Articles Posted in U.S. D.C. Circuit Court of Appeals

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Plaintiff filed suit under 42 U.S.C. 1983, alleging that the District bore responsibility for the Board's unconstitutional parole revocation decision after the Board determined that plaintiff's parole was based primarily on unreliable multiple-hearsay testimony. The district court found the District liable and a jury awarded defendant damages. The District appealed. The court concluded that the Rooker-Feldman doctrine did not bar the district court from having jurisdiction over plaintiff's claim; the court held that the District is not liable under section 1983 for the Board's decision and the District was entitled to summary judgment on the question of its liability; and, therefore, the court vacated and remanded. View "Singletary v. District of Columbia" on Justia Law

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Plaintiffs, former officers who had been medically disqualified from serving as federal court security officers, filed suit against the Marshals Service alleging that the procedures culminating in their dismissals failed to satisfy the Due Process Clause, and that their dismissals had been motivated by discrimination in violation of the Rehabilitation Act, 29 U.S.C. 701 et seq. The court affirmed the district court's grant of summary judgment for defendants on the Due Process Clause claims where there was no need to give an officer an oral hearing where an officer was given the opportunity to supply additional medical information responding to specific concerns of the physician charged with making the final decision; the court affirmed the district court's grant of judgment on the pleadings on the Rehabilitation Act claims where plaintiffs failed to exhaust their claims against the government; but the court reversed the district court's denial of leave to amend to add the discrimination claims where the district court abused its discretion when it denied leave to include the claims of twelve new plaintiffs in the fifth amended complaint. The court remanded for further proceedings. View "United Government Security, et al. v. United States Marshals, et al." on Justia Law

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The District and two police officers appealed the district court's liability determinations resulting from the grant of partial summary judgment against them. The district court granted partial summary judgment in plaintiffs' favor because no reasonable officer in their shoes could have found probable cause to arrest any of the plaintiffs. The officers arrested everyone present at a party for unlawful entry because the host of the party had not finalized any rental agreement and so lacked the right to authorize the party. The court concluded that the officers lacked probable cause for the arrest because it was undisputed at the time that the arresting officers knew plaintiffs had been invited to the house by a woman that they reasonably believed to be its lawful occupant. The court also concluded that the officers lacked probable cause to arrest for disorderly conduct because the evidence failed to show any disturbance of sufficient magnitude to violate local law. Accordingly, the court affirmed the district court's grant of summary judgment to plaintiffs on the ground that the arrests violated their clearly established Fourth Amendment rights and District of Columbia law against false arrest. The court also affirmed the district court's holding that the District was liable for negligent supervision because the supervising police sergeant at the scene also overstepped clear law in directing the arrests. View "Wesby, et al. v. DC, et al." on Justia Law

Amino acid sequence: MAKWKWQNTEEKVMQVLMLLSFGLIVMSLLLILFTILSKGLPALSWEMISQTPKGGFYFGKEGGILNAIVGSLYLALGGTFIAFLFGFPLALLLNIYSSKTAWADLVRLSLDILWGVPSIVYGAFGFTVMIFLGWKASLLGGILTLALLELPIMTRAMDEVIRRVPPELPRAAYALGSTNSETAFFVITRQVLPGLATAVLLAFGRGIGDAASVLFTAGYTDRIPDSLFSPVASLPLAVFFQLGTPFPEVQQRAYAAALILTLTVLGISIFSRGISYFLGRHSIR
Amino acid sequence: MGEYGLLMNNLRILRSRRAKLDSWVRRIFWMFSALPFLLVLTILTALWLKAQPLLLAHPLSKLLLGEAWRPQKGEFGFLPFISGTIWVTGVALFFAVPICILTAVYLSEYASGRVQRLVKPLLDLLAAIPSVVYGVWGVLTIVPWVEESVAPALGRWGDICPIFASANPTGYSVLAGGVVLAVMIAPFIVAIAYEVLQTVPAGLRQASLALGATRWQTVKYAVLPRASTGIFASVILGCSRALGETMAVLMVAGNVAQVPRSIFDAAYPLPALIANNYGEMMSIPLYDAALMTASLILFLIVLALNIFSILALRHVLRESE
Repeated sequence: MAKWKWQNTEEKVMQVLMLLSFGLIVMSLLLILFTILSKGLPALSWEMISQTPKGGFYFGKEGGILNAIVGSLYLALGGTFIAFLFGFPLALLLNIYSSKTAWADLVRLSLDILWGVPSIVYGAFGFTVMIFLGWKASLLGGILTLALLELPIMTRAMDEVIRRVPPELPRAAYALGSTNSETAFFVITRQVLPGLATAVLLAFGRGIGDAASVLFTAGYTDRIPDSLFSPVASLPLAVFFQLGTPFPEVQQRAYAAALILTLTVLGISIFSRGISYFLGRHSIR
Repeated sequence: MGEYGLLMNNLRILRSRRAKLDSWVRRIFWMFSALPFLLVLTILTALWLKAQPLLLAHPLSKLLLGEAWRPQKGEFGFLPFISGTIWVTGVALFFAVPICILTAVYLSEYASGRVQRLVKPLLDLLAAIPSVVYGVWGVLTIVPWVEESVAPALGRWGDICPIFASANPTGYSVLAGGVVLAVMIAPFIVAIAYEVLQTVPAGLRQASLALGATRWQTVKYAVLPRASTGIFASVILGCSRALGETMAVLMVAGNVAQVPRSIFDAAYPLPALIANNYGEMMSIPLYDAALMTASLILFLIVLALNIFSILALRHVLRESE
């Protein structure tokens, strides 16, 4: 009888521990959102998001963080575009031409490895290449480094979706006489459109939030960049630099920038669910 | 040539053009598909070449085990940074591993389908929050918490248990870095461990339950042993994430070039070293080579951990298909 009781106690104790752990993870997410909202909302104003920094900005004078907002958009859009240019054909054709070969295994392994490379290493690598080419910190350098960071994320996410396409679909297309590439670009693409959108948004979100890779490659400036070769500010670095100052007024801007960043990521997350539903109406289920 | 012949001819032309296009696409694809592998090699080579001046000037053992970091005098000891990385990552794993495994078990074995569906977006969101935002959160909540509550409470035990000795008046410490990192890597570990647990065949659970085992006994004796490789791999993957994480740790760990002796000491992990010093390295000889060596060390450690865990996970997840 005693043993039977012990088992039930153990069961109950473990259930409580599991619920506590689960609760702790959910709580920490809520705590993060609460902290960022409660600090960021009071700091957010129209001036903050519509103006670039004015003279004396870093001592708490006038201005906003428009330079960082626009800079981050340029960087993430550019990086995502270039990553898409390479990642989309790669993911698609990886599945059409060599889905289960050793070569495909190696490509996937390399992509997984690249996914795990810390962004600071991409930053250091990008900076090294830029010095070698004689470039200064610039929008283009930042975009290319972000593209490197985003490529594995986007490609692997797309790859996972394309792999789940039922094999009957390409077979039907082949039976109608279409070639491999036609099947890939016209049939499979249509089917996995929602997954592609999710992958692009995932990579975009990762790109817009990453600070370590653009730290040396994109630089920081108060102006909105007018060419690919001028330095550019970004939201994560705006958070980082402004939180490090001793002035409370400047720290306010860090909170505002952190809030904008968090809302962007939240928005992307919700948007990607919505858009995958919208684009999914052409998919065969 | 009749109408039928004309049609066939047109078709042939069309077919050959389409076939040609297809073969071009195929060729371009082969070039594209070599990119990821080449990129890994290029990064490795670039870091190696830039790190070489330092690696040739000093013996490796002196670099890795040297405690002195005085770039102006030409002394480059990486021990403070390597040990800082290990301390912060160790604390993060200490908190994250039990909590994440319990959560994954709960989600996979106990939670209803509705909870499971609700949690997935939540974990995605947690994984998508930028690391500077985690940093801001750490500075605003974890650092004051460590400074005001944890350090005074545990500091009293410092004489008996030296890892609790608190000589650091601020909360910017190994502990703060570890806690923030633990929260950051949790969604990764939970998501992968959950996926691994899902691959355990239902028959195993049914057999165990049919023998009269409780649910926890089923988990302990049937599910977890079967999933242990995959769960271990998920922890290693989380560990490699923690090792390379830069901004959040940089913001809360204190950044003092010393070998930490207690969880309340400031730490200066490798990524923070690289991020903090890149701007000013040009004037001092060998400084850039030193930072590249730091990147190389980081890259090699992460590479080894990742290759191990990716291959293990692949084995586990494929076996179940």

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Plaintiff filed suit against her employer, the Department of Agriculture, after it denied her request for a flexible work schedule based on her depression. Plaintiff sought substantial flexibility in her working hours ("maxiflex" schedule) under the Rehabilitation Act of 1973, 29 U.S.C. 701 et seq., as an accommodation for her disability. The district court granted summary judgment to the Department, concluding that the maxiflex work schedule is an unreasonable request. The court also rejected defendant's retaliation claims. The court concluded, however, that nothing in the Rehabilitation Act establishes, as a matter of law, that a maxiflex work schedule is unreasonable. Accordingly, the court reversed the entry of summary judgment on the accommodation claim; reversed the entry of summary judgment on plaintiff's claim that revoking her permission to work late was in retaliation for requesting accommodations; and remanded those claims for further proceedings. The court affirmed the remainder of the district court's decision. View "Solomon v. Vilsack" on Justia Law